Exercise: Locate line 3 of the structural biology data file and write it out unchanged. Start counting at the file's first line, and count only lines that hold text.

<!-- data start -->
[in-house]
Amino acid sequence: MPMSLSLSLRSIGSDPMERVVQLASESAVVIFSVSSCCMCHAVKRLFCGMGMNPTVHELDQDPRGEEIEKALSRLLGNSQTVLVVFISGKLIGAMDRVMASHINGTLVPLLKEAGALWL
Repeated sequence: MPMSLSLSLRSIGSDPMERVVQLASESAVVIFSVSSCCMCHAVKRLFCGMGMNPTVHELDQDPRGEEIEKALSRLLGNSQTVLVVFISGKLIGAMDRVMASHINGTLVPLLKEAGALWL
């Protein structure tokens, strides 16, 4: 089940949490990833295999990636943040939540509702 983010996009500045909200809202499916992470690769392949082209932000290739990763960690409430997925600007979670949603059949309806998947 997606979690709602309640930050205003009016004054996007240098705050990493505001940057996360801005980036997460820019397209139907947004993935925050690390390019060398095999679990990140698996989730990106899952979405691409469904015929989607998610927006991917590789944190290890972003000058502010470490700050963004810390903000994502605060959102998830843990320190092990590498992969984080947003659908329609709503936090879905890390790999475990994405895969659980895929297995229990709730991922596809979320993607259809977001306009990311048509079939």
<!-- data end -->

Repeated sequence: MPMSLSLSLRSIGSDPMERVVQLASESAVVIFSVSSCCMCHAVKRLFCGMGMNPTVHELDQDPRGEEIEKALSRLLGNSQTVLVVFISGKLIGAMDRVMASHINGTLVPLLKEAGALWL